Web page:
SANTA MONICA, Calif. — The annual American Film Market (AFM) ended its six-day run Nov. 5 at its new home, the Le Méridien Delfina Santa Monica, and the verdict among independent film distributors who attended the event was that it was equal parts chaotic and productive.
Chaotic, because the venue change necessitated splitting the conference program from the hotel suites where most of the business gets done. Sessions were held at the Hilton Santa Monica Hotel & Suites, nearly a mile away. Parking information was vague, and the lines for elevators were as long as ever. Compounding the confusion was that the host hotel was being picketed by striking hotel workers belonging to Unite Here Local 11, who crowded the sidewalk while loudly chanting, banging drums and tooting horns. Their demands include higher wages and an end to bringing in replacement workers from homeless shelters on Skid Row.
And yet inside the film market, it was very much business as usual. “AFM was productive – it was great to have face time with so many sales agents, buyers and producers,” said Andreas Olavarria, president and CEO of Level 33 Entertainment. “As I’m sure many have remarked, there were challenges with the venue: it was difficult navigating the new location, elevators, maze-like halls and stairwells; not to mention the noise of striking hotel workers which seemed to affect mostly the priciest suites facing the ocean.”
His takeaway of the current state of independent film distribution: “The SVOD business is more difficult and confusing than ever with so much consolidation, change of personnel and lack of clarity about who is actually buying indie films. AVOD is a bright spot, with many platforms doing meaningful business. Theatrical presents some opportunities but seems to be mostly about branding films ahead of VOD….”
Among several acquisitions, Level 33 nabbed North American rights to Cottontail, a drama from British director Patrick Dickinson that stars Lily Franky and Ciaran Hinds. The film had its world premiere late last month at the Rome Film Festival, where it picked up a prize for Best First Feature.
Mitch Mallon, the founder and CEO of Stadium Media, said his company “did not acquire anything in particular, but we did create a few new relationships with newer/startup production companies. We also reconnected with companies that we have been in contact with for the past few years and a few of those look like they will be bringing some of their programs to Stadium Media in 2024.”
Mallon agrees that the show was productive. “We connected for the first time with local film commissions in our state, Arizona, which means Stadium Media will now be in the conversation for film makers as a possible asset for their production’s distribution.”
As for buzz, Mallon said “the one that surprised me is that I did not hear much discussion around the show floor in the way of FAST channels, whereas the previous week while attending Sportel Monaco, the talk was all about FAST.”
Ed Seaman, CEO of MVD Entertainment Group, a family-run business that has been releasing music and film to home viewers since 1986, also gave the show high marks.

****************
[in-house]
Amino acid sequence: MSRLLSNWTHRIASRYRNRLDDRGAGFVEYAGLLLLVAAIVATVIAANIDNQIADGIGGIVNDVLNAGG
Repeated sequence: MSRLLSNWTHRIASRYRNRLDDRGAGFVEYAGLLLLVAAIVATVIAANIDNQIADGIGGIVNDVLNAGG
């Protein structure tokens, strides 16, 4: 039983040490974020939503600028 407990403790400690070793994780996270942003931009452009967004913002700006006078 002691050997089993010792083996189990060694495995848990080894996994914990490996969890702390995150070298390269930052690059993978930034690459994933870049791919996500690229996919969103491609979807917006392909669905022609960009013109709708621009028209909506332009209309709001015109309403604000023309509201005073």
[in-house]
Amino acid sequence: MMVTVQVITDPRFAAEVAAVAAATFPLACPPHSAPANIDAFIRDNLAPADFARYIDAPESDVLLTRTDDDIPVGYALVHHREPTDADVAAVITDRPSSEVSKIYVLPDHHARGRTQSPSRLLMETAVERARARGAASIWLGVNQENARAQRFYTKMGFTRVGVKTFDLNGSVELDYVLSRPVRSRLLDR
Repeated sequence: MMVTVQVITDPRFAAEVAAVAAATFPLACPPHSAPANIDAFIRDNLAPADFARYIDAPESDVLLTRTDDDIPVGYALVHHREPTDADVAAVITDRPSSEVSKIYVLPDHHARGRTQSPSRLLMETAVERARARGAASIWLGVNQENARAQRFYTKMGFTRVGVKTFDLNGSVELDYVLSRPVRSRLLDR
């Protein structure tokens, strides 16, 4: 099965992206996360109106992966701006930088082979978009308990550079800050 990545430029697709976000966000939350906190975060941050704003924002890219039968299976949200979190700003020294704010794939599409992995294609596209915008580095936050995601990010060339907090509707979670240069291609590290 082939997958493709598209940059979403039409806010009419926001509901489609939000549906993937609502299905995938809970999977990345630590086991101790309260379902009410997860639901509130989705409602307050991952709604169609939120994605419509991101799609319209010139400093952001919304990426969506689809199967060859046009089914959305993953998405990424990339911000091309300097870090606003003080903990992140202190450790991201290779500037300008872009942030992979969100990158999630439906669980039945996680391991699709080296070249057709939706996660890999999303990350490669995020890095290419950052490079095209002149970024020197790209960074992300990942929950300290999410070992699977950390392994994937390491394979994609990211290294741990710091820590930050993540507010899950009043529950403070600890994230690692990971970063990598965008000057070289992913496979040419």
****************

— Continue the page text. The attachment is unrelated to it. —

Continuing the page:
“We are considering a number of different product lines for acquisition but we don’t kiss and tell, not until the ink is dry,” he said. “Most importantly, anytime we can get together with our trade partners, have some quality time to explore opportunities and break bread, great things happen. And AFM this year did not disappoint.”
Bill Sondheim of Greenfield Media LLC, a content consulting company, said he sees AFM as “as opportunity to buy and sell content. I was here to sell a few movies and was able to get several offers that I am now negotiating to complete the terms.”
Overall, he said, “I found the show exceptionally productive, and I was pleasantly surprised by the ease in setting very busy back-to-back meetings away from the main event hotel with meaningful distributors and platform operators. This allowed me to have quiet and engaged meetings in a pleasant environment. In just three days, I had 27 meetings and three delicious dinners. One dinner helped me secure a host for a TV series, another allowed me to get a few collector boxed sets in motion, and a final dinner provided ideas for new MOD services for international territories.”
That said, Sondheim added, “I heard frustration from many foreign sales companies that the new host hotel was not accommodating. I also heard attendance was down in part due to the huge attendance at MIPCOM a few weeks ago.”
On the product side, he said, “The disc dialog I heard centered around MOD and collector sets. MOD will extend the ability to get revenue out of an increasingly small consumer base for slower moving titles. Collector sets cater to an audience that wants a physical item to display because they are passionate fans, and that consumer may start to resemble the older vinyl consumer that has driven a retro hipness despite newer technologies.”
Attendees also commented that they felt the panel discussions, at 90 minutes, were far too long. Said one observer, “I felt like sticking needles in my eyes.”